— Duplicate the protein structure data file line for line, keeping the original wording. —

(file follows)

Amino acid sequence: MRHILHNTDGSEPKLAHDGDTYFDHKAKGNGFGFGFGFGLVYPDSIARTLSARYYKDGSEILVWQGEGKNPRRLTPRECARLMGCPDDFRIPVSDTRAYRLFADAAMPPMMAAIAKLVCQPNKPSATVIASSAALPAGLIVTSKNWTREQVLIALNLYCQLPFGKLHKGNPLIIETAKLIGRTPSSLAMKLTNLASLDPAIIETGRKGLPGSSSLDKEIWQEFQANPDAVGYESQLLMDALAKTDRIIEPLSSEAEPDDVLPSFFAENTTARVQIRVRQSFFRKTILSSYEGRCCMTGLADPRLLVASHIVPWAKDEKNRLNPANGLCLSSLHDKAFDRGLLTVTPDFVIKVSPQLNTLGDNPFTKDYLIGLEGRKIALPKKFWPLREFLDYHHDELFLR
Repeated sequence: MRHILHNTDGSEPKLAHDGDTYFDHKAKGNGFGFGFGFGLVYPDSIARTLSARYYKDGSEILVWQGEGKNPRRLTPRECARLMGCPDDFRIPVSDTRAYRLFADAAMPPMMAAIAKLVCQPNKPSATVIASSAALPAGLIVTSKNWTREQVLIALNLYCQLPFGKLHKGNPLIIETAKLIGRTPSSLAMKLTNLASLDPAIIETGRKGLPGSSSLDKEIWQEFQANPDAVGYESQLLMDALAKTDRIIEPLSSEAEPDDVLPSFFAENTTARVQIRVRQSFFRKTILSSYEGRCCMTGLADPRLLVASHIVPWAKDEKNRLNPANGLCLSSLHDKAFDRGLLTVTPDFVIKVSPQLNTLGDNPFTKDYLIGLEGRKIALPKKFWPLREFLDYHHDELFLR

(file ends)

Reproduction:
Amino acid sequence: MRHILHNTDGSEPKLAHDGDTYFDHKAKGNGFGFGFGFGLVYPDSIARTLSARYYKDGSEILVWQGEGKNPRRLTPRECARLMGCPDDFRIPVSDTRAYRLFADAAMPPMMAAIAKLVCQPNKPSATVIASSAALPAGLIVTSKNWTREQVLIALNLYCQLPFGKLHKGNPLIIETAKLIGRTPSSLAMKLTNLASLDPAIIETGRKGLPGSSSLDKEIWQEFQANPDAVGYESQLLMDALAKTDRIIEPLSSEAEPDDVLPSFFAENTTARVQIRVRQSFFRKTILSSYEGRCCMTGLADPRLLVASHIVPWAKDEKNRLNPANGLCLSSLHDKAFDRGLLTVTPDFVIKVSPQLNTLGDNPFTKDYLIGLEGRKIALPKKFWPLREFLDYHHDELFLR
Repeated sequence: MRHILHNTDGSEPKLAHDGDTYFDHKAKGNGFGFGFGFGLVYPDSIARTLSARYYKDGSEILVWQGEGKNPRRLTPRECARLMGCPDDFRIPVSDTRAYRLFADAAMPPMMAAIAKLVCQPNKPSATVIASSAALPAGLIVTSKNWTREQVLIALNLYCQLPFGKLHKGNPLIIETAKLIGRTPSSLAMKLTNLASLDPAIIETGRKGLPGSSSLDKEIWQEFQANPDAVGYESQLLMDALAKTDRIIEPLSSEAEPDDVLPSFFAENTTARVQIRVRQSFFRKTILSSYEGRCCMTGLADPRLLVASHIVPWAKDEKNRLNPANGLCLSSLHDKAFDRGLLTVTPDFVIKVSPQLNTLGDNPFTKDYLIGLEGRKIALPKKFWPLREFLDYHHDELFLR